On Monday, Allergan reported 9.3% organic growth, posted a 35% cash flow margin, pledged to stay away from large buyouts for now and reaffirmed its plans to return cash to investors. But its stock slipped by as much as 4% during the day.
Why? Bernstein’s Ronny Gal has a theory: hedge fund ownership.
As Gal pointed out in a note to clients this week, Big Pharma companies tend to have hedge fund ownership of 3% or lower. Allergan, on the other hand? An “overwhelming” 17.7%, he wrote. That’s up quite a bit since the pre-Actavis days, too; hedge fund ownership sat at 4.1% under former skipper David Pyott.
Unlike other investors, who may be taking more of a long-term view of a company’s prospects, hedge funds like near-term catalysts, Gal noted.
“In short, we think the direct explanation for the volatility is that Allergan's investor base is heavily tilted toward ‘fast-money’, and those trade around near-term events,” he said. In other words, the 4% drop--and others like it--are "not indicative of a quarter being particularly bad.”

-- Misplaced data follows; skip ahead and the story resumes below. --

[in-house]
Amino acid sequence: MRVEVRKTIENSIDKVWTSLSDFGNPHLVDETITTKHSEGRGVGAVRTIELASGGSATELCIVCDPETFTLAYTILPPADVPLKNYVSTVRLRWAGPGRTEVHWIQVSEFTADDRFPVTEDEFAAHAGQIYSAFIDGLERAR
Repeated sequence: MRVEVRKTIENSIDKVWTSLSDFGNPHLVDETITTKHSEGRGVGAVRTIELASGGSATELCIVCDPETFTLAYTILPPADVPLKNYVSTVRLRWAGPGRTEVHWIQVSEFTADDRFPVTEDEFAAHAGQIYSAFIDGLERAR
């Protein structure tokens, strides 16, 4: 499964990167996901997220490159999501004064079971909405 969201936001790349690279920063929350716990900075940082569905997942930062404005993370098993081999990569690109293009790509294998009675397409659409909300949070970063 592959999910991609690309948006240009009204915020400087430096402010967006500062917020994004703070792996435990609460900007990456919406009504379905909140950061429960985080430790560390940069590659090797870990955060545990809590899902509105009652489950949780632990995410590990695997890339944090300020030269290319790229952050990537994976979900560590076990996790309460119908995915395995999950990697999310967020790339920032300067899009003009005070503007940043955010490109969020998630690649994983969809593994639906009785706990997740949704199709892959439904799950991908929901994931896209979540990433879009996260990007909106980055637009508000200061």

And he doesn’t expect that to change any time soon, as long as the composition of Allergan’s investor base resembles its current composition.
Allergan might want to do something to make sure it doesn’t, though. “It behooves Allergan to change the mix of its owners over time,” Gal wrote, and he thinks the company can do it. For one, it’s arguably as well positioned as it was during Pyott’s time, which means “the same mix can be achieved,” he figures. A dividend, which would make the stock more attractive to nonactive managers, might help, too.
One other suggestion? "Allergan should spend more time in Iowa," he wrote.
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